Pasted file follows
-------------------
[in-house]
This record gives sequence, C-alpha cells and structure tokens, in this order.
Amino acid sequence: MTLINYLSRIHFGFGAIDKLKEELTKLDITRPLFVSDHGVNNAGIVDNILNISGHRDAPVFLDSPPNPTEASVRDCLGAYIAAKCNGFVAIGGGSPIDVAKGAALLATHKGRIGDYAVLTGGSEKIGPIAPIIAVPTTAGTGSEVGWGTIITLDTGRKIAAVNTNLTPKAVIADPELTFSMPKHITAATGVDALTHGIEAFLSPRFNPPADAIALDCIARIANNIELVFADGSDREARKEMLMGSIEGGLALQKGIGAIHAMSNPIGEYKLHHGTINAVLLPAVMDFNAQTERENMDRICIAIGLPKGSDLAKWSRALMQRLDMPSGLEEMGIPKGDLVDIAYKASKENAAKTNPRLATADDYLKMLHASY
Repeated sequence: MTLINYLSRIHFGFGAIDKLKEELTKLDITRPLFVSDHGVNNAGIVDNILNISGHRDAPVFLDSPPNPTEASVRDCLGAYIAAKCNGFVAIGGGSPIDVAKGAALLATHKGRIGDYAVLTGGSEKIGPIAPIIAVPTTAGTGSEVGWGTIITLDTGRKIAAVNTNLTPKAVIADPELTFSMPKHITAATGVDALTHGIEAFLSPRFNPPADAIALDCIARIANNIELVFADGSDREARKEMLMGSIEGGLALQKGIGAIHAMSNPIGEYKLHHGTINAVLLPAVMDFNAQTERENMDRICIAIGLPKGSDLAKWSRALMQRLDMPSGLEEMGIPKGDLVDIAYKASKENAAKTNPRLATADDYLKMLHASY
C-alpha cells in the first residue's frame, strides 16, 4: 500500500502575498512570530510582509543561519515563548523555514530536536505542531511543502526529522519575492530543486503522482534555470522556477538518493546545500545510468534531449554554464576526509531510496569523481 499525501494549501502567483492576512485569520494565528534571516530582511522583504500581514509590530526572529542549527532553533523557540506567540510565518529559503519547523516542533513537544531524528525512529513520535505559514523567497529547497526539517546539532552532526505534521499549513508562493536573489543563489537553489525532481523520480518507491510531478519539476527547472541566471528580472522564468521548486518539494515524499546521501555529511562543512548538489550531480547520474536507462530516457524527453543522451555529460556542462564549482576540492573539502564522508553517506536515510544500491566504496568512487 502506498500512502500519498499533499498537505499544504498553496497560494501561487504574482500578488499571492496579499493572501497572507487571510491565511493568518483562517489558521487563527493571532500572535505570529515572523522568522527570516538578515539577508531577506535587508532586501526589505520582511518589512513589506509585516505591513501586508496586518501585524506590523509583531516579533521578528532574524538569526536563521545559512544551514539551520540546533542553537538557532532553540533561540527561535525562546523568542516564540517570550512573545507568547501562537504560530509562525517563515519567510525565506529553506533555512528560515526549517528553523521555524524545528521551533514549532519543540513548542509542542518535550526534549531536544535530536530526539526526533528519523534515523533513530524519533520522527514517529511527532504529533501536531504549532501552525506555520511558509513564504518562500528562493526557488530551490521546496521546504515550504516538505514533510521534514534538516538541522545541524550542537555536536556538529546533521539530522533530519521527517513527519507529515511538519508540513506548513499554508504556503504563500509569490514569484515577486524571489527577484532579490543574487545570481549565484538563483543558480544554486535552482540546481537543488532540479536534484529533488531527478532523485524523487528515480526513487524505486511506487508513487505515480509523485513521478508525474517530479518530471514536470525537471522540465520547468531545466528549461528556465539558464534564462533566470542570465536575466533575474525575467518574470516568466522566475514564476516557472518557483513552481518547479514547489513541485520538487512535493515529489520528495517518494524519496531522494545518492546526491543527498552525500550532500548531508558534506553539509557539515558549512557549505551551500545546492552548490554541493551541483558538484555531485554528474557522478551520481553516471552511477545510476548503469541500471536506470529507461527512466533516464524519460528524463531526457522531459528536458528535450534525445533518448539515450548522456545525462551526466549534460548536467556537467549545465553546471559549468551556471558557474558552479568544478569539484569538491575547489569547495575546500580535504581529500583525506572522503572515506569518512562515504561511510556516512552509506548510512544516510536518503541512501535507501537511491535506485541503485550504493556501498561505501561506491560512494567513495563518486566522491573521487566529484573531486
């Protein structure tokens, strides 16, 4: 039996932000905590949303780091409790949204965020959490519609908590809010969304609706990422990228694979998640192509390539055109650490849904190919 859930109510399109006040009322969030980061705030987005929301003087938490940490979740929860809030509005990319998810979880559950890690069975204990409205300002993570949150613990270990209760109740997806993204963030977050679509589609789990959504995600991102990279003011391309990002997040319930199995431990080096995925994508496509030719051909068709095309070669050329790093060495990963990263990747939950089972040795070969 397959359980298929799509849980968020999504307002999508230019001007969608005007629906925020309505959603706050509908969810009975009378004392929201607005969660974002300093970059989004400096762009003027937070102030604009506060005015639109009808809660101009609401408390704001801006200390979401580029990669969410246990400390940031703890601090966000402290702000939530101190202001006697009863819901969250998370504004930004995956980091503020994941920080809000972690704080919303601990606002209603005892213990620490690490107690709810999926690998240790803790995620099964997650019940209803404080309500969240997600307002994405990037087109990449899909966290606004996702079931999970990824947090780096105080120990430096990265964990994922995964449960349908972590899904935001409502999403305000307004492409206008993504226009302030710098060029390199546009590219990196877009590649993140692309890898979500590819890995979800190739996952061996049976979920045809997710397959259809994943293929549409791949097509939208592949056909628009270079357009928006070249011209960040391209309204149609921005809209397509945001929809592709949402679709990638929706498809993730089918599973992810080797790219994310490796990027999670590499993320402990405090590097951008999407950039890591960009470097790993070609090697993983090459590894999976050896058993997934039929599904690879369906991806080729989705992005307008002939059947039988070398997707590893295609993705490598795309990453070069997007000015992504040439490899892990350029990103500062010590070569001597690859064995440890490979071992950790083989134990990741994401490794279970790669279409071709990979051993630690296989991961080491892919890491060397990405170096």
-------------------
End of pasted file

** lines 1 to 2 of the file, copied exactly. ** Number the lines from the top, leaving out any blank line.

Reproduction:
[in-house]
This record gives sequence, C-alpha cells and structure tokens, in this order.